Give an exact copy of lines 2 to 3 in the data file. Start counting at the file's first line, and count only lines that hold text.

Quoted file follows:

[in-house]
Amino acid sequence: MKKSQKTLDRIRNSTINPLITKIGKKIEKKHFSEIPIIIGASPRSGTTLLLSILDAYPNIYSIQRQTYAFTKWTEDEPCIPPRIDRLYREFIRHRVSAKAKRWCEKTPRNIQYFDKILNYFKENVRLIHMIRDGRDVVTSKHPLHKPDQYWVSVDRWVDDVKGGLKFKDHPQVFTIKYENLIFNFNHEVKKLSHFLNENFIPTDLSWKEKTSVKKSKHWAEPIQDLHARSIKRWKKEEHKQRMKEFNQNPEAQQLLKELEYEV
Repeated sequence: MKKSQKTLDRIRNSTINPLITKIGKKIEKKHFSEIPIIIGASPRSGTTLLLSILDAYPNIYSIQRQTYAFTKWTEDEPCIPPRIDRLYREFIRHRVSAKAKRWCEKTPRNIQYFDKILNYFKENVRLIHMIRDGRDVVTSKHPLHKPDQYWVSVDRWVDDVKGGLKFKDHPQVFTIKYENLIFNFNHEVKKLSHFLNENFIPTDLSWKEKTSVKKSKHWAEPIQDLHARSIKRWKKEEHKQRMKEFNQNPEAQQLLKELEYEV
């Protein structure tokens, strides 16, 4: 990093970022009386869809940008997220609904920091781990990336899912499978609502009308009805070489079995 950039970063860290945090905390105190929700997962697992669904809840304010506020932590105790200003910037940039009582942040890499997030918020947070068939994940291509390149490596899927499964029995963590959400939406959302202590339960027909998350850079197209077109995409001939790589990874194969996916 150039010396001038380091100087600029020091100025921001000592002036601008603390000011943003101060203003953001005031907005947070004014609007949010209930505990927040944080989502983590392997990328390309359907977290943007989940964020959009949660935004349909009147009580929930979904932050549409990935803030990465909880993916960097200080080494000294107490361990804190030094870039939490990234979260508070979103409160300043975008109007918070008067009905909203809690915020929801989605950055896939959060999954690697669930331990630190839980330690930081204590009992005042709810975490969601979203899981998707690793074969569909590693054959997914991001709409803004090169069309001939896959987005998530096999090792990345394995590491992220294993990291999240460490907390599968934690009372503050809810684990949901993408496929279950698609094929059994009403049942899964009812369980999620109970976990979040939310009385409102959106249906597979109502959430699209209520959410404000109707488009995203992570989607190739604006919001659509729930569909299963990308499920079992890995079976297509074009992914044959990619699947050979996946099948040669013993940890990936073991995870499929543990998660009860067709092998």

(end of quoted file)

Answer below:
Amino acid sequence: MKKSQKTLDRIRNSTINPLITKIGKKIEKKHFSEIPIIIGASPRSGTTLLLSILDAYPNIYSIQRQTYAFTKWTEDEPCIPPRIDRLYREFIRHRVSAKAKRWCEKTPRNIQYFDKILNYFKENVRLIHMIRDGRDVVTSKHPLHKPDQYWVSVDRWVDDVKGGLKFKDHPQVFTIKYENLIFNFNHEVKKLSHFLNENFIPTDLSWKEKTSVKKSKHWAEPIQDLHARSIKRWKKEEHKQRMKEFNQNPEAQQLLKELEYEV
Repeated sequence: MKKSQKTLDRIRNSTINPLITKIGKKIEKKHFSEIPIIIGASPRSGTTLLLSILDAYPNIYSIQRQTYAFTKWTEDEPCIPPRIDRLYREFIRHRVSAKAKRWCEKTPRNIQYFDKILNYFKENVRLIHMIRDGRDVVTSKHPLHKPDQYWVSVDRWVDDVKGGLKFKDHPQVFTIKYENLIFNFNHEVKKLSHFLNENFIPTDLSWKEKTSVKKSKHWAEPIQDLHARSIKRWKKEEHKQRMKEFNQNPEAQQLLKELEYEV